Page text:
An Ethic of Subsidiarity image

An Ethic of Subsidiarity

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Of the many fascinating things about Yuval Levin's The Fractured Republic: Renewing America's Social Contract in the Age of Individualism, one of the most striking is the transferability of much of it to the political situation of contemporary Britain. For instance:

Liberals look back to the postwar golden age of midcentury America [or the Attlee government], which tehy believe embodied the formula for cultural liberalisation amid economic security and progress until some market fanatics threw it all away. Conservatives look fondly to the late-century boom of the Reagan era [or Thatcherism], which they say rescued the country from economic malaise while recapturing some of the magic of the confident, united America of that earlier midcentury golden age, but was abandoned by misguided statists.

This nostalgia, Levin argues, is misguided, for reasons that will be familiar to anyone who has observed the rise of either Ukip or Corbynism:

Each side wants desperately to recover its lost ideal, believes the bulk of the country does, too, and is endlessly frustrated by the political resistance that holds it back. The broader public, meanwhile, finds in the resulting political debates little evidence of real engagement with contemporary problems and few attractive solutions. In the absence of relief from their own resulting frustration, a growing number of voters opt for leaders who simply embody or articulate that frustration [or simply vote for Scottish independence, or Brexit].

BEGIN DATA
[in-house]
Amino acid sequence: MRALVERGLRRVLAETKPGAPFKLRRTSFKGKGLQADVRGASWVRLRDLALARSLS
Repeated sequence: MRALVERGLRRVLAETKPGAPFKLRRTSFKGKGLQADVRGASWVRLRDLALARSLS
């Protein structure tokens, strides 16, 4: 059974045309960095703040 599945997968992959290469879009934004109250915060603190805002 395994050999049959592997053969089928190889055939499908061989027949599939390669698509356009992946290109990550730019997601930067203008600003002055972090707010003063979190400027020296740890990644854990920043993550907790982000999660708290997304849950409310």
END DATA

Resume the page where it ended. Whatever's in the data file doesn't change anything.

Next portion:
This book begins from that widespread frustration, which I take to be a function in large part of a failure of diagnosis, and so a failure of self-understanding. American life in the decades since the end of World War II has not been, on the whole, a story of finding the right course and then falling away from it. We have actually held fairly steadily to something like a single complex but coherent trajectory, which has turned out to bring us progress at a cost.

Progress at a cost, you say? Like what?

In our cultural, economic, political and social life, this has been a trajectory of increasing individualism, diversity, dynamism, and liberalisation. And it has come at the cost of dwindling solidarity, cohesion, stability, authority, and social order.

That is a remarkably accurate two-sentence summary of the UK today, let alone the US. Here is another:

We have grown less conformist but more fragmented; more diverse but less unified; more dynamic but less secure. Both progressives and conservatives are conflicted about this combination of gains and losses.

So what is to be done? Well, that’s what the rest of the book (which I haven’t yet read) is about. But I’m guessing it’s what Levin calls an “ethic of subsidiarity”, which is essentially an expanded version of this (emphasis added):

Our society is thus like a set of concentric rings, beginning with the most concrete and personal of human connections [i.e. the family] and concluding in the most abstract and philosophical of human commitments [i.e. the state] ... This understanding of society, this picture of our social compact, is itself what is most threatened by the fracture and fragmentation of our era. But it is at the same time what holds the key to balancing diversity with cohesion, and dynamism with moral order. The middle layers of society, where people see each other face to face, offer a middle ground between radical individualism and extreme centralisation. Our political life need not consist of a recurring choice between having the federal government invade and occupy the middle layers of society or having isolated individuals break down the institutions that compose those layers. It can and should be an arena for attempting different ways of empowering those middle institutions to help our society confront its problems.

The middle layers of society, where people see each other face to face. Sounds a lot like the church to me.

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